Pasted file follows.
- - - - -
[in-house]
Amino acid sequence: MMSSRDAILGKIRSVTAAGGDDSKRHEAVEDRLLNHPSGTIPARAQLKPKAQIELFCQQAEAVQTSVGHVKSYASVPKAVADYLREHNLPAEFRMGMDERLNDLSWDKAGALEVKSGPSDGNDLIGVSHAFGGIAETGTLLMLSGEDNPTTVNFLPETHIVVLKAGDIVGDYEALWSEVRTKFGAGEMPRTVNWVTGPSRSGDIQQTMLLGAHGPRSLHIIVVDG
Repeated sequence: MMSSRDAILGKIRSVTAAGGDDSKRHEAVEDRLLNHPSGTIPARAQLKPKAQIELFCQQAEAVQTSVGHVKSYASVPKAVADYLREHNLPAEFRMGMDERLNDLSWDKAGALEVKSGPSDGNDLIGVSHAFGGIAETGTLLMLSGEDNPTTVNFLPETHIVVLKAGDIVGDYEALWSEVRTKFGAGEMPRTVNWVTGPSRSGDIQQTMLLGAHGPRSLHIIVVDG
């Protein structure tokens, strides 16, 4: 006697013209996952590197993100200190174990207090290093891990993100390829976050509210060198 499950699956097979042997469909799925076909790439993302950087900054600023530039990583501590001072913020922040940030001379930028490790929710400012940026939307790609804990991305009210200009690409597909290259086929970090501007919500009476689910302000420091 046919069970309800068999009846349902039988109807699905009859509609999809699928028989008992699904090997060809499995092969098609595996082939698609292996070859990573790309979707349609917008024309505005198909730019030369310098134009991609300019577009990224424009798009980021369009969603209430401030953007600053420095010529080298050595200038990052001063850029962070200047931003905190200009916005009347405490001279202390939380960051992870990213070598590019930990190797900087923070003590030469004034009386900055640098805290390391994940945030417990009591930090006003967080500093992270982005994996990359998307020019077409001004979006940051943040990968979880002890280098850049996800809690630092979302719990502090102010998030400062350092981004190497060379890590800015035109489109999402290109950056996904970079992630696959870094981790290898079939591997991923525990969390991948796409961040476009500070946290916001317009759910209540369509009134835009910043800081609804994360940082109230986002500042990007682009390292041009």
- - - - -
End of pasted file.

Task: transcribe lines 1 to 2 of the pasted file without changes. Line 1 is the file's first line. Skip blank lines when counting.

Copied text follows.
[in-house]
Amino acid sequence: MMSSRDAILGKIRSVTAAGGDDSKRHEAVEDRLLNHPSGTIPARAQLKPKAQIELFCQQAEAVQTSVGHVKSYASVPKAVADYLREHNLPAEFRMGMDERLNDLSWDKAGALEVKSGPSDGNDLIGVSHAFGGIAETGTLLMLSGEDNPTTVNFLPETHIVVLKAGDIVGDYEALWSEVRTKFGAGEMPRTVNWVTGPSRSGDIQQTMLLGAHGPRSLHIIVVDG